Atlanta-based Delta said the elimination of change fees is effective immediately and includes tickets purchased for travel within the United States, Puerto Rico and U.S. Virgin Islands for all tickets except basic economy. American's change also covers flights to Canada, Mexico and the Caribbean.
In an appearance on CNBC's "Closing Bell" Monday afternoon, Delta CEO Ed Bastian said management had for months mulled changing punitive policies for customers.
United happened to beat Delta to the punch, announcing that it would do away with its $200 ticket change fee.
"This was a path we were on. I think it's the right move by United, and we're pleased to confirm that we're staying on the path and .... [we] have eliminated those" fees, Bastian said. "They're not in effect currently and won't be coming back into effect once we get outside this year."
Bastian did not unequivocally say whether dropping the fees would be permanent. "They're effectively eliminated from this point forward," he said.
Delta, United and American were already waiving change fees through the end of the year to give travelers more flexibility in an uncertain environment.
"By eliminating change fees, giving customers an opportunity to get where they want to go faster with free same-day standby on earlier flights and providing access to upgrades and seats for all fare types, we're giving customers the freedom to make their own choices when traveling with American," Vasu Raja, chief revenue officer of American, said in a statement.
The standby flight benefits will go into effect Oct. 1, the company said. A spokesperson with American declined to say whether the moves will be permanent for the carrier.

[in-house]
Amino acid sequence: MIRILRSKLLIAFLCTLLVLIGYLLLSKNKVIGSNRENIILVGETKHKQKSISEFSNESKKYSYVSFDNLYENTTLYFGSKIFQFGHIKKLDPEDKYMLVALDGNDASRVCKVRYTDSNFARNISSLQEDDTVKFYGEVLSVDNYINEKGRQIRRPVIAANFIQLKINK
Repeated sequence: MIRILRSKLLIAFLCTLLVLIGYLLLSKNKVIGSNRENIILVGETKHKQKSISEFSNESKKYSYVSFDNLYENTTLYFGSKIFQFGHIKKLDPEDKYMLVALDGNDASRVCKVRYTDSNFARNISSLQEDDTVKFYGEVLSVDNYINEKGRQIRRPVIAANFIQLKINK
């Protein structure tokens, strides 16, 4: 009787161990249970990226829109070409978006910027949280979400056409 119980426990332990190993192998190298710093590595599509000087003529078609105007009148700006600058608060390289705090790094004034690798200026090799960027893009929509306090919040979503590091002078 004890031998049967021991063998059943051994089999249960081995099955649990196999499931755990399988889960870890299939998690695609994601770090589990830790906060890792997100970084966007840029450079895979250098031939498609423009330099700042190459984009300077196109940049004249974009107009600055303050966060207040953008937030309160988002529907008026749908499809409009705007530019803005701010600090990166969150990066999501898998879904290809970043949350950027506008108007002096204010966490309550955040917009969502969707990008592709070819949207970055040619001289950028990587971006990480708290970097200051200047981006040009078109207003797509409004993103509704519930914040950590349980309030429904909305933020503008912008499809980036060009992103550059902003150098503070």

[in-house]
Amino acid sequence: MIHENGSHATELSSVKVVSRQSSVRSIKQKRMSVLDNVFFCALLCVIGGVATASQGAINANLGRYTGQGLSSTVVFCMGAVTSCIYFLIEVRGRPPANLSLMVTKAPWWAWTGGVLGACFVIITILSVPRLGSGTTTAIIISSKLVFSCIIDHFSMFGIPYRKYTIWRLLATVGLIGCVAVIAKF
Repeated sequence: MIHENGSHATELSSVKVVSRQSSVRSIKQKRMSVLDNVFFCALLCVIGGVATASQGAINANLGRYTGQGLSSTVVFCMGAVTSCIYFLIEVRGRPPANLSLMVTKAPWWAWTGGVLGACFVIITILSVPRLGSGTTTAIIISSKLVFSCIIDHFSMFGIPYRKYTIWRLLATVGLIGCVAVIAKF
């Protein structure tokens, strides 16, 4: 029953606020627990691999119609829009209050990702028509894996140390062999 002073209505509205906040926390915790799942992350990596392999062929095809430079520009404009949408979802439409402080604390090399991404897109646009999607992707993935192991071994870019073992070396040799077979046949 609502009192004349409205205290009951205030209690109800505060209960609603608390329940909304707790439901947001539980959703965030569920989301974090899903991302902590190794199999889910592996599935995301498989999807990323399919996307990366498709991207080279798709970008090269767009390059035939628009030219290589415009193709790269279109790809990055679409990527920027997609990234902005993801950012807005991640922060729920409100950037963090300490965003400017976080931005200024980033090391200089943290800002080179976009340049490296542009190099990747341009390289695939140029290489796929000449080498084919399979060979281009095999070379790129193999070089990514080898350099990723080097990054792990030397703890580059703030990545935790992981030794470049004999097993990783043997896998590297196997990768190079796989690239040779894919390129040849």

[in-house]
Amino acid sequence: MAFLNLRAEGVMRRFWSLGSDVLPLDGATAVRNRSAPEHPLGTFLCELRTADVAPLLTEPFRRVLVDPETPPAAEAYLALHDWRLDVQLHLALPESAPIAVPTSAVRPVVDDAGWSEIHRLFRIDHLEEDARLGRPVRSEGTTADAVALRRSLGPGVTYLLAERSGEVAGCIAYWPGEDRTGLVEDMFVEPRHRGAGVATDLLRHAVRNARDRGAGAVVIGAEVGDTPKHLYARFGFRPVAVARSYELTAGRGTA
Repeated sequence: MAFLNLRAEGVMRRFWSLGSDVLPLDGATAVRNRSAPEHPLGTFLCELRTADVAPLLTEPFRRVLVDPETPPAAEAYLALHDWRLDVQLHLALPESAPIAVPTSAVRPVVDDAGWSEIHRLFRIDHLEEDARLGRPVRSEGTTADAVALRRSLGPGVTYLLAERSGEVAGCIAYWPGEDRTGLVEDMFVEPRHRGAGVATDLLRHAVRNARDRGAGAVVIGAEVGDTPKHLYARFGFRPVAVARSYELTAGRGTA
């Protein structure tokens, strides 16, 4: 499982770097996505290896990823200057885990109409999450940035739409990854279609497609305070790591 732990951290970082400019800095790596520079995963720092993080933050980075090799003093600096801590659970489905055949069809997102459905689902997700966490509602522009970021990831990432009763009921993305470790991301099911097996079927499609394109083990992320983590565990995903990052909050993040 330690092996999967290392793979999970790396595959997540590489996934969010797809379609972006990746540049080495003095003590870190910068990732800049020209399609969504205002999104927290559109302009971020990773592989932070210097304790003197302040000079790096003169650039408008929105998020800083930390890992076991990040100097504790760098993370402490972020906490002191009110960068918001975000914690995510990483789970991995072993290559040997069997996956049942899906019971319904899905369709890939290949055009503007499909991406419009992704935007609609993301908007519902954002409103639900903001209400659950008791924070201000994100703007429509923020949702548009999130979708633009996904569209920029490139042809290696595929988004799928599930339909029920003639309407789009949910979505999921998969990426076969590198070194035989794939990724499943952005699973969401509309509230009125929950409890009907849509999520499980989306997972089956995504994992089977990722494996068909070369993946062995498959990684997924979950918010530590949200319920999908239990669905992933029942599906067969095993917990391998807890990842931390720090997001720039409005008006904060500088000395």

Delta collected $830 million in ticket cancellation and change fees last year, American $819 million and United $625 million, according to the U.S. Department of Transportation. The industry as a whole brought in more than $2.8 billion in related fees in 2019, down from a peak of $3 million in 2015.
Shares of the three airlines closed down more than 3% on Monday.
The changes come as the three major carriers all consider furloughing nearly 6,300 pilots total as a mandate to protect airline jobs tied to a $25 billion federal aid package under the CARES Act to help the hobbled industry through the coronavirus slowdown. The mandate is set to expire Sept. 30.
"Hopefully we'll be able to mitigate those through work we're doing with the union," Bastian said on CNBC. Delta said more than 1,900 pilots face temporary layoffs without more aid from Congress.
As the economy makes slow progress from the throes of the Covid-19 lockdown earlier this year, passenger traffic has declined 70% year over year, especially due to a drop in leisure and corporate travel, according to the Transportation Security Administration.
"If we can't and don't get the extension, we'll be forced to go ahead with the furlough," Bastian said.
— Reuters contributed to this report.